Joe Ferguson would like playing in today's NFL.
Being traded from the Bills to the Lions in early 1985 gave Ferguson a new lease on his football career.
"It's kind of refreshing and exciting to go to a new place," the former NFL quarterback said at training camp that season. "It's kind of brought a new life and more enthusiasm than I had before."
In making his cheery statements to the media, Ferguson failed to take into consideration his team's early-December tilt against the Chicago Bears. Had he known what would befall him, he probably wouldn't have been as excited about his trade to the Motor City.
A few months later, in the first quarter of that Bears-Lions game, Ferguson lined up under center for a first-down play. As he dropped back to pass, defensive tackle William Perry shucked his blocker and barreled straight toward the quarterback. Ferguson eluded the defender and rolled out to his left. He looked downfield and, being right-handed, exposed his body to make a throw.
At the same time, linebacker Wilber Marshall was closing in on him like a freight train. To his credit – or discredit – Ferguson didn't flinch. He stood strong and let it fly.
At the moment the ball was released, Marshall, who was running full bore, ducked his head and propelled his body into the quarterback. His helmet hit Ferguson's, causing the passer to immediately go limp in mid-air. Marshall then finished the hit by propelling the seemingly lifeless body to the ground – the back of Ferguson's head was the first thing to touch the turf.
Ferguson was knocked out cold and laid on the field for several minutes, most likely trying to remember what his name was.
Years later, Marshall's teammate, defensive lineman Dan Hampton, remembered the hit.
"I can still see it in my mind in slow motion," he said. "I was thinking, This can't be good."
Many a football fanatic would be hard-pressed to point out a more vicious single hit in the annals of the pro game. To this day, people still speak of it.
Marshall made a career out of laying people out, and, when one goes back to the film, the majority of those hits were made with him leaving his feet and leading with the crown of his head.
In the current-day NFL, he would most likely be the most-fined player in the league.
What he did to Ferguson on that mid-80s December day would not only have elicited a flag on the field in today's game, but it would have also warranted a fine and a subsequent suspension.
After Week 6 of this season, commissioner Roger Goodell had finally had enough and put his foot down regarding "head hunting" – defenders deliberately hurting players by hitting them above the shoulders.
There were four instances in that week's slate of games that forced Goodell into taking action. The hits were brutal to watch, and each player that was hit – and even one of the hitters – was concussed. As a result, the commissioner levied fines to James Harrison ($75,000) of the Pittsburgh Steelers, Dunta Robinson ($50,000) of the Atlanta Falcons and Brandon Meriweather ($50,000) of the New England Patriots.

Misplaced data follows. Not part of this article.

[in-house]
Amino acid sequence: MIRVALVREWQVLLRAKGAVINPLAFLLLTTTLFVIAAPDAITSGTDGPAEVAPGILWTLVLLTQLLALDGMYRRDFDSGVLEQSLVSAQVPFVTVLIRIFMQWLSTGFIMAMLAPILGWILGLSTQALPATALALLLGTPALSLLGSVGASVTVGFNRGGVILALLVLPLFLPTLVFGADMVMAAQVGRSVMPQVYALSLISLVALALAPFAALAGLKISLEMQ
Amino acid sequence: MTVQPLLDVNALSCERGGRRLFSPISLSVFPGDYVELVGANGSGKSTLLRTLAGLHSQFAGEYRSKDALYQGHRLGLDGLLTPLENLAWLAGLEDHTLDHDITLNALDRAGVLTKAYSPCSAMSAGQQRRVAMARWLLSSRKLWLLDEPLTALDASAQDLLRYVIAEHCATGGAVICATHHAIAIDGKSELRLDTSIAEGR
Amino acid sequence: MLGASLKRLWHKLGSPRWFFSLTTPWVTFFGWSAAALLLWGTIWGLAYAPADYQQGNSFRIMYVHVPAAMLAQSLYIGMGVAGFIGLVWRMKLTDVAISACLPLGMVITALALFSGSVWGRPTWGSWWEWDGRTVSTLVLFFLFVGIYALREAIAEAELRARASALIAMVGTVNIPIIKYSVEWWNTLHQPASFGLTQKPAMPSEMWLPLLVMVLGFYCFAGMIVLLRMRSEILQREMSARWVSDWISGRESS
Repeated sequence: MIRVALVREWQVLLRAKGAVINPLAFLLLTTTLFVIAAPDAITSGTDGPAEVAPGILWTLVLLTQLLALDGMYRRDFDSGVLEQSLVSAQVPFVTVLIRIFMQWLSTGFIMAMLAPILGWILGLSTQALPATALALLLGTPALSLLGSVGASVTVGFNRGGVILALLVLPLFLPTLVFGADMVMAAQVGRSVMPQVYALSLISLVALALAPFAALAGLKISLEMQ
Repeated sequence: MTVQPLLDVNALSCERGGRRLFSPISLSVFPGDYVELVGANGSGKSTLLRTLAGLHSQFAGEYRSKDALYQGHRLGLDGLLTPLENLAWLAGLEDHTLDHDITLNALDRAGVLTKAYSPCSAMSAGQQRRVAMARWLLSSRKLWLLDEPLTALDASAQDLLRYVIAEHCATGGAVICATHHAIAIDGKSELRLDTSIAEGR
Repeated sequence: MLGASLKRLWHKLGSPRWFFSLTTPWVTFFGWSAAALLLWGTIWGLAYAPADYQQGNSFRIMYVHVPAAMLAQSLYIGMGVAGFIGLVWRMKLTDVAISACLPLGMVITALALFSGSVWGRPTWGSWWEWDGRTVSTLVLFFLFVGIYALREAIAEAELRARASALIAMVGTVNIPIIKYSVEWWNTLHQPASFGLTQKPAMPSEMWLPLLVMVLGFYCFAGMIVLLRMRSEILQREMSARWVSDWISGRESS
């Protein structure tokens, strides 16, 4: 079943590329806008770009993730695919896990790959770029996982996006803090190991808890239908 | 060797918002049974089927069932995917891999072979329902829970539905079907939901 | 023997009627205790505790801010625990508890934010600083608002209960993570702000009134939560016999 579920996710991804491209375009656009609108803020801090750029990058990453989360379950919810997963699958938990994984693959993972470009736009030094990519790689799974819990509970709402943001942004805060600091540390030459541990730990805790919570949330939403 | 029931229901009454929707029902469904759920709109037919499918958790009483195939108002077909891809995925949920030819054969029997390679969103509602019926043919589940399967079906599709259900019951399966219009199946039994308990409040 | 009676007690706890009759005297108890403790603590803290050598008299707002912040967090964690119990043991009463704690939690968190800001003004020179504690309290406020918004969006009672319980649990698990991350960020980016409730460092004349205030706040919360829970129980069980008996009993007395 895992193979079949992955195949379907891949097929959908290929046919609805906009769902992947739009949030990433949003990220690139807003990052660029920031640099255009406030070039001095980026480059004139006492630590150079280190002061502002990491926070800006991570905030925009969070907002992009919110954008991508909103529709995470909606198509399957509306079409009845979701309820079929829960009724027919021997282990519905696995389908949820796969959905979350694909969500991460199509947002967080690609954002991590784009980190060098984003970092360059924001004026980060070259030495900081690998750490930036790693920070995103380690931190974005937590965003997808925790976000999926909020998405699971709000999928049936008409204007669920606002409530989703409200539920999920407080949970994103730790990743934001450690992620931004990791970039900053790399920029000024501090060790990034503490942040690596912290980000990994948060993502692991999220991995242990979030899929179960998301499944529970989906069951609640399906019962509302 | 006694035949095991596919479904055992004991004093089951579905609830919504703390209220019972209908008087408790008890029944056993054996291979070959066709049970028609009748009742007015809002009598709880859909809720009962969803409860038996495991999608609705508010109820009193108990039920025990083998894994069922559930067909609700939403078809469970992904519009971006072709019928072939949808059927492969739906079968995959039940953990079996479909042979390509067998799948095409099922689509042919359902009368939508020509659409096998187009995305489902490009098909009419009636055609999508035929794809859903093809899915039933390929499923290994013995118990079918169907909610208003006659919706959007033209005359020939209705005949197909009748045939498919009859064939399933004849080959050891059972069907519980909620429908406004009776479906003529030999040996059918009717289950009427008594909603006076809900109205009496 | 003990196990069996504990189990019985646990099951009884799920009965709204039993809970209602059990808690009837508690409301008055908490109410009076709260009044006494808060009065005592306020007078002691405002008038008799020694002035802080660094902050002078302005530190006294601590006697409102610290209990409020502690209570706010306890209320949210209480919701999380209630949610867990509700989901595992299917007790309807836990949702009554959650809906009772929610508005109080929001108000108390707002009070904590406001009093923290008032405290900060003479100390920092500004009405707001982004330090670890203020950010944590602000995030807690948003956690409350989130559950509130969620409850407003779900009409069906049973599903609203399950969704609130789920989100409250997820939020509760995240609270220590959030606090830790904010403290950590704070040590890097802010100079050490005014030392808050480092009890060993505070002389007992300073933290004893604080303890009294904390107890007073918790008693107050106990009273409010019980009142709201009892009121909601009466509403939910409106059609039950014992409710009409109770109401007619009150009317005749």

As of today, players can be suspended for those types of hits.
Harrison was especially incensed, even going so far as to threaten retirement.
Yet these fines and rule changes are being enforced for the health and safety of the players. Yes, each player knows the risks, but can't these risks be mitigated? When did possibly destroying a person's quality of life become part of the game? Since when is a "W" more important than anything else?
Not surprisingly, the outcries from armchair quarterbacks, like FOXSports.com columnist Jason Whitlock, were the most virulent.
And, obviously, Marshall disagrees with the way potential career-ending hits are currently being handled.
"They've put the skirt on the quarterback, big time," he said.
Interesting, coming from a man who can now barely function due to injuries he suffered while playing.
"This game will kill you," he said. "I've got to have my knees replaced and both shoulders. I can't raise my arms over my shoulders. I've got no cartilage because they've been dislocated so often. I've had four knee surgeries. It's bone on bone. I fractured both ankles. I've got nerve impairment in my wrists and hands. My spine is compressed, and I've got bulging discs. The pain runs all the way down my leg."
Yet such is the way for a former NFL player. The game is a brutal contact sport and has been that way since its inception more than 100 years ago. Players are now paid millions in part because of the toll it takes on their bodies. One only hopes they aren't forced to put all of the money from those egregious paychecks toward future surgeries, but it's a risk they willingly take.